On Expedition, I discovered a patient and thoughtful friend, and I think Brian discovered that he is an artist. Experience leads to such discoveries. Fleming may have discovered penicillin, but I discovered Brian. As powerful as penicillin, Brian’s voice is a cure for distraction. To read Brian’s words is to meditate on our relationship to each other and to this world. Read Brian’s post and discover more than you know:
Outward Bound closely adheres to the principle of “Leave No Trace.” The wilderness should look exactly as it did when you arrived. There may be fewer branches on the ground because they were used for firewood, but otherwise no evidence that you were there. You must pack out whatever garbage you bring in with you, unless it is 100% biodegradable.
They emphasized this point on our first night, as we sat around a wooden picnic table, each of us wearing the headlamps suggested on the packing list. From a distance, we might have looked like miners sitting down to dinner. But no one from the North Woods would have mistaken us for people who regularly travel far underground to haul up minerals. We had no axes, no picks, no dynamite, no ore-dusted clothes. The job of a professional miner is surely physically grueling, done in a darkness not of their choosing.
Miners need their headlamps to see the iron and nickel they must cut out of the ground and dredge up to the surface. Our headlamps were only a convenience for our safety in camp; we didn’t need them to see what we were dredging up to the surface.
We came to Outward Bound to do our own version of physically grueling work – paddling, portaging, collecting firewood, setting up camp, hauling around our mondo packs. But there was mining also, just of a different sort. After dinner we would gather together with our headlamps in the dark. Instead of axes and picks, we were given questionnaires, surveys and opportunities for reflection. Why had we come to Outward Bound? What was going on in our life right now Where were we going? Our headlamps lit the steep, dangerous inclines of our inner lives. I came because my father had offered me an out Outward Bound trip when I was 14, and I declined. I was an awkward teenager and thought it would be better if I hung out with my friends that summer. But what was I afraid of then? I came 34 years later to go down that dark tunnel.
The week progressed, we did our physical work and learned the skills we had come to learn – paddling, tying knots, starting and keeping a fire going. We were scrupulous in cleaning our campsites and leaving no trace. On the final night at Homeplace, we again gathered with our headlamps on. This time, we were in the relative luxury of a structure with a roof and concrete floor. Our instructors asked us what we would take away with us from this week and what we would leave behind. There was no physical trace, but we could leave behind the residue of our emotional mining. One student asked how much could be left behind. A young, but wise, instructor replied that the lakes were deep and could take as much as you wanted to leave behind.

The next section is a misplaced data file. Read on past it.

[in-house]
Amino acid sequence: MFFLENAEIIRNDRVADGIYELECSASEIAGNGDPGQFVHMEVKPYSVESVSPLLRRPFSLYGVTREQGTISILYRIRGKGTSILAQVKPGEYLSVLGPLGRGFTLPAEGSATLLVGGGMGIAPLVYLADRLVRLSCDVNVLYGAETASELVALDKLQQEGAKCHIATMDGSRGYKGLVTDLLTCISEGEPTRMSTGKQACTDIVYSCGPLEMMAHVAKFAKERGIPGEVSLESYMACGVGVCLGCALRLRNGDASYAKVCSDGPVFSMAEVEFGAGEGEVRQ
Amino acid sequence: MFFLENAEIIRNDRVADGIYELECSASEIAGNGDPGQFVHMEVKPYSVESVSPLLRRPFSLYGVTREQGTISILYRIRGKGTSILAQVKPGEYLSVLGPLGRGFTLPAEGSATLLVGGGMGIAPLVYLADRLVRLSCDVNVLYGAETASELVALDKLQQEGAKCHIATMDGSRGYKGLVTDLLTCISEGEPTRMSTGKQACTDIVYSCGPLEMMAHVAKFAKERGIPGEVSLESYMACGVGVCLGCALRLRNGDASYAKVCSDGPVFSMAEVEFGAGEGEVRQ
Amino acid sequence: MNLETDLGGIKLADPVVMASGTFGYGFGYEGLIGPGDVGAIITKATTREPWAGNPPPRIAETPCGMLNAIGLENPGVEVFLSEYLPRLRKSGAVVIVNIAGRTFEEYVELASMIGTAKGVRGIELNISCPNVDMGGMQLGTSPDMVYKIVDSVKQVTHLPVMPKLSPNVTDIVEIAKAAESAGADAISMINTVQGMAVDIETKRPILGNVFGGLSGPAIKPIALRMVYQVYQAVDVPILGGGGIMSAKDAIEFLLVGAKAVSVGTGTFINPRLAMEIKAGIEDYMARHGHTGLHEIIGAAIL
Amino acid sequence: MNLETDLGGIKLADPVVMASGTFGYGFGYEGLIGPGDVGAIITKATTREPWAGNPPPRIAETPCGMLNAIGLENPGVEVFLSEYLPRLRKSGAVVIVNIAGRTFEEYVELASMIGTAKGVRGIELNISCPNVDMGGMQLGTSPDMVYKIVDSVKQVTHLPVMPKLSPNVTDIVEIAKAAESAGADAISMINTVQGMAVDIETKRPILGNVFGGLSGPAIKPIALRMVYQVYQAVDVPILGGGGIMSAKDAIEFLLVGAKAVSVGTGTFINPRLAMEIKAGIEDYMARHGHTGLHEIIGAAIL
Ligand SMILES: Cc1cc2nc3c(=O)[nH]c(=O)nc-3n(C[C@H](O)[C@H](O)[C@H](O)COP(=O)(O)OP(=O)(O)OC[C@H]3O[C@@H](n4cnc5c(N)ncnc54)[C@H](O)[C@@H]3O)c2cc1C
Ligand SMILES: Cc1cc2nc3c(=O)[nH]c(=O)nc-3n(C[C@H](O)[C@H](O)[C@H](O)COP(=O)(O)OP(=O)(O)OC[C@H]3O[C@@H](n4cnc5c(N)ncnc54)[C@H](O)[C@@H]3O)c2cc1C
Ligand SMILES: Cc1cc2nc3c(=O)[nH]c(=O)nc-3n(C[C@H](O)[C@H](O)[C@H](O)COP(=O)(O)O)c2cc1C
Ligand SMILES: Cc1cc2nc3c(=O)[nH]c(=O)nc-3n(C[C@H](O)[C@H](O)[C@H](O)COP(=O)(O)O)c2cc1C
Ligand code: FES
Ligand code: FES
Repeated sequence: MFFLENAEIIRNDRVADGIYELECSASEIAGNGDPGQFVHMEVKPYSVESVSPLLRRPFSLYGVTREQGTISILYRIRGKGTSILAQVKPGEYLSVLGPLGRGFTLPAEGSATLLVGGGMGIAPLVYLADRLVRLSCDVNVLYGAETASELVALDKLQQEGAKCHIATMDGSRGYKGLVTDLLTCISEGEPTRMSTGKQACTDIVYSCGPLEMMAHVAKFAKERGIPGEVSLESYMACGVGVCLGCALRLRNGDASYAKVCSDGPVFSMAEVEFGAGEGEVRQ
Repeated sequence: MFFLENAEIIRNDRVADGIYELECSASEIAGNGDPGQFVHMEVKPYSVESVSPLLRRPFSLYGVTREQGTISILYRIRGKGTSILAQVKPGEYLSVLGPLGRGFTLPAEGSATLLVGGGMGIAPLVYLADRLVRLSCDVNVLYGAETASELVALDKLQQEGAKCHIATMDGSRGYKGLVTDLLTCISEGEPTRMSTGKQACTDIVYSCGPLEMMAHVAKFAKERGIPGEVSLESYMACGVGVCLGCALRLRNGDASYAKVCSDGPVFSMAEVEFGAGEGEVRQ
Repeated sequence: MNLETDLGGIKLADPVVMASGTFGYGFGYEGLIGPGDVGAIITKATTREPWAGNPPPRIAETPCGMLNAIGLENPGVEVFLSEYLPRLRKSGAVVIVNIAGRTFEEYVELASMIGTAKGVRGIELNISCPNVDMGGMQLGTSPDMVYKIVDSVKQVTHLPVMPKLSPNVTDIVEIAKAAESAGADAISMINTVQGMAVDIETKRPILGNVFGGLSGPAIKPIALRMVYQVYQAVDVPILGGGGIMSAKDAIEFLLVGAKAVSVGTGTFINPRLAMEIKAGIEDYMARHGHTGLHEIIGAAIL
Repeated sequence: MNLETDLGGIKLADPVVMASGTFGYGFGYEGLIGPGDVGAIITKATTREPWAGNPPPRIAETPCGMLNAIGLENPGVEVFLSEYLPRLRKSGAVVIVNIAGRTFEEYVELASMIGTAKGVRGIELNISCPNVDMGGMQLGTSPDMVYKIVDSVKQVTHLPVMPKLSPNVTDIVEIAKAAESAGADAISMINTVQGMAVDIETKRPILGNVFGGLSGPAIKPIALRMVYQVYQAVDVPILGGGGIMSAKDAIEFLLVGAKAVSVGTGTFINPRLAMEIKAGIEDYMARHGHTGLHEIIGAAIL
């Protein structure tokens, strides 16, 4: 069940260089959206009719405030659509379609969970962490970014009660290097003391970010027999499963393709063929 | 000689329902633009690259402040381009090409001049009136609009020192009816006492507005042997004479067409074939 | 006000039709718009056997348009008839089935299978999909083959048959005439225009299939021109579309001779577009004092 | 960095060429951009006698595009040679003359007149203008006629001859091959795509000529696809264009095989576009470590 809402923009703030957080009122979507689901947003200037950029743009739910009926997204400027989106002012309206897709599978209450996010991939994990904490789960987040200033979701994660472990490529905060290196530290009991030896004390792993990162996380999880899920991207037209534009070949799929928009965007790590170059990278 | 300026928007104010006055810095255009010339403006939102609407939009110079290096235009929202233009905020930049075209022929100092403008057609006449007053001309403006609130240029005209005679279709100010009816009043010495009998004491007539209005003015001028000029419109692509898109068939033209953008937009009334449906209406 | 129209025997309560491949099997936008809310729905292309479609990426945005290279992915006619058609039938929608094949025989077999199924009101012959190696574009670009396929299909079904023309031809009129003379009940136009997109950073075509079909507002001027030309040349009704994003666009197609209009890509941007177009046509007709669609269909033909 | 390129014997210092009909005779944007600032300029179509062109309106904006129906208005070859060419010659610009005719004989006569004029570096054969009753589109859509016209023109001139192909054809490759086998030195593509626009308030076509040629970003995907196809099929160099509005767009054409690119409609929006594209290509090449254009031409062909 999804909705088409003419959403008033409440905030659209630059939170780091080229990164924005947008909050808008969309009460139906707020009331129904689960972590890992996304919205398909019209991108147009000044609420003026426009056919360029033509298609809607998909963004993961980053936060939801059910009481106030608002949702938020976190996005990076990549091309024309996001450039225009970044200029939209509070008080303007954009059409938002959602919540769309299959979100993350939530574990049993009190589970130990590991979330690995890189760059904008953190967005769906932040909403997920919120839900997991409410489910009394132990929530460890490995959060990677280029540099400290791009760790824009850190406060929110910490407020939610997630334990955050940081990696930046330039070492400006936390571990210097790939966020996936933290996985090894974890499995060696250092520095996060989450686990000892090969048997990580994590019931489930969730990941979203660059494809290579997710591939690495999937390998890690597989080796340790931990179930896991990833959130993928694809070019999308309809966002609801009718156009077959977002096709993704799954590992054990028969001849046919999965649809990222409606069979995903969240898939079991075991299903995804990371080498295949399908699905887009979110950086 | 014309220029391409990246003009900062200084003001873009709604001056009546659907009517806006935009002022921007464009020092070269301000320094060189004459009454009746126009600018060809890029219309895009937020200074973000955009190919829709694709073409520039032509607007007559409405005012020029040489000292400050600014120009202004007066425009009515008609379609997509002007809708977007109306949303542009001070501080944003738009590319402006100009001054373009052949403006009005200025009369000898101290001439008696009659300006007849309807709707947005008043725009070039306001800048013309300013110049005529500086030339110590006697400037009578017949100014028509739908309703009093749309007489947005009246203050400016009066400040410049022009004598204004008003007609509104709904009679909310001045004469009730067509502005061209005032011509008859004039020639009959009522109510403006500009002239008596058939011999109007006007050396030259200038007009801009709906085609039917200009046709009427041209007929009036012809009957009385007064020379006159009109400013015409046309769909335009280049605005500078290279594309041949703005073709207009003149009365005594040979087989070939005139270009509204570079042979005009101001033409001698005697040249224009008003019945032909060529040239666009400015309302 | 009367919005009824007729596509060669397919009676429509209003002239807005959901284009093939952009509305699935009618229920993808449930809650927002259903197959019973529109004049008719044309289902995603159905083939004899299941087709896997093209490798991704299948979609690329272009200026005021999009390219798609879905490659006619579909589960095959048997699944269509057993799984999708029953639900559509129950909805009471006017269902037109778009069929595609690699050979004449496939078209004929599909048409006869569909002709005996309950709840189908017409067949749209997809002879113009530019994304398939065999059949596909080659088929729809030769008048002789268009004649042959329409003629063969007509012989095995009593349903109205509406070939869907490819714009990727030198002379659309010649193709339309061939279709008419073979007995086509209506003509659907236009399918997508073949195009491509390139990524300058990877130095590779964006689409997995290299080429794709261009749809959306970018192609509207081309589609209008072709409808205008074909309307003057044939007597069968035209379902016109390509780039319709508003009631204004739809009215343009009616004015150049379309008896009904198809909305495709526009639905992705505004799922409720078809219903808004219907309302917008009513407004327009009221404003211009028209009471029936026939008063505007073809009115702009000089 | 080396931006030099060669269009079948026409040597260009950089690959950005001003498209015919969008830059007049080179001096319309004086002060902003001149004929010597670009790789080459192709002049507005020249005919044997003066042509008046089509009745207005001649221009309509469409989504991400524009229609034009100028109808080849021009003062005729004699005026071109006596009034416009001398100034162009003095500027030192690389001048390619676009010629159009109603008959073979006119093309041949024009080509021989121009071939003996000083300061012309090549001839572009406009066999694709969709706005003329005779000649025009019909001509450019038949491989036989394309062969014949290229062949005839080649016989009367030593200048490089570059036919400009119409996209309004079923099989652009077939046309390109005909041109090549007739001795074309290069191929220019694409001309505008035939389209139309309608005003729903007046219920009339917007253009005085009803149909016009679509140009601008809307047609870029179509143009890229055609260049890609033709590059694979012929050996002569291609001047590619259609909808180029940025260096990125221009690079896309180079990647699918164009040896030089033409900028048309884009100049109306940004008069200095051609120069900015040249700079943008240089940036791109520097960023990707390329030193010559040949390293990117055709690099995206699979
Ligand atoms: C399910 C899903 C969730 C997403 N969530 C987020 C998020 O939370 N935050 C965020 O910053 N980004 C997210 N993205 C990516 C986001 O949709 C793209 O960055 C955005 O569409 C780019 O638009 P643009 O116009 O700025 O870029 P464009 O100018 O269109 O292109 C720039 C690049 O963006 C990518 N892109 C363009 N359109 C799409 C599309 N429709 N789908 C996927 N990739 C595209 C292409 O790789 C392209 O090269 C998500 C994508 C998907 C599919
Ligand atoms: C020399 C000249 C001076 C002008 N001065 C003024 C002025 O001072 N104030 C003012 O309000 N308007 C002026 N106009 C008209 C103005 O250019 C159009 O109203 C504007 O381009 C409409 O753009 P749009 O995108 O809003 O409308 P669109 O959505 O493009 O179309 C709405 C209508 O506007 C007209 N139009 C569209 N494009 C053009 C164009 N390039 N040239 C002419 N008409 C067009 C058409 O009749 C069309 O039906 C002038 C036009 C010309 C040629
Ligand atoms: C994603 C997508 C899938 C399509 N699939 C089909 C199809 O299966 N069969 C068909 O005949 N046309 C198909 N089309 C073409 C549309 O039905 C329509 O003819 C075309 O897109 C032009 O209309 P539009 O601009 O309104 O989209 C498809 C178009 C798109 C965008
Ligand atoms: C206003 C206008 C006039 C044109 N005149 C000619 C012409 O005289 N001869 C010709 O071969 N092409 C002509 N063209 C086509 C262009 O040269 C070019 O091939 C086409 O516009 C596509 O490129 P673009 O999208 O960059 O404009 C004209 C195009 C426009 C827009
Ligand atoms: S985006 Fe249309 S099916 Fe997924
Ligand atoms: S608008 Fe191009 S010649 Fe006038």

The next morning, we were instructed that our sleeping bags had to be unzipped and turned inside out before they were stuffed into the sack. It was part of protocol — doing it this way would make it easier for the staff when they would later hang the sleeping bags out to dry. It is protocol, but someone at Outward Bound clearly has a sense of image and metaphor. Had we not unzipped ourselves and turned ourselves inside out over the past week? I dutifully followed the protocol, but then envisioned a new stuff sack: I stuffed in all of the mined emotional sludge from the week. Then, in my mind, I returned to our final portage site. I closed the sack and placed it in a canoe. I said goodbye and pushed it into the lake, like one of those mythical Viking funerals. I turned away before it was out of sight and then continued with the business of the morning.
The details of what I discovered about myself and why I came there are not important. I let it go – the energy of my story and memory absorbed, dissolved and dispersed in the lake water. I will not return to visit those particular lakes or those memories. However, if I am quiet enough, I can sometimes feel the echo of that energy as it flows with the water. It slips through the lattice of lakes in the Boundary Waters, into the Great Lakes, through the St Lawrence Seaway, out into the Atlantic, following currents to the Indian Ocean and the Pacific. For that is the wonder of water – it absorbs, dissolves, and flows. It flows ceaselessly in a great cycle. Each drop of water eventually finds its way to the sea – then traveling over the entire surface of the world, joining with, flowing with, and eventually disengaging from every other drop of water out there. With each contact, passing a molecule of that memory along.
Who else will these drops encounter on their circuit? A fisherman in Massachusetts? Lovers on the Seine? A grandmother on the Nile, an oil worker in the Niger Delta, an actress on the Cape of Good Hope, a banker in Mumbai, a ship builder in Borneo, a widow in Fukushima. What do they leave behind with the water as it flows by? Likely the same things I did – prayers and penitence, as well as anger, desire, fear, love, guilt, joy. The water absorbs it all and keeps on flowing.
I think I have a deeper understanding of the importance of “Leave No Trace” and Outward Bound’s commitment to it. We continue to fill our lakes, rivers, and seas with physical garbage. When they finally fill up – where then can we place the detritus of our souls?
–Brian Meyer, BWCA 8 Day Expedition Alum
Thank you, Brian Meyer, for your friendship and your words.
Marlais Brand, BWCA 8 Day Expedition Alum
Don’t miss your opportunity to turn on your headlamp.
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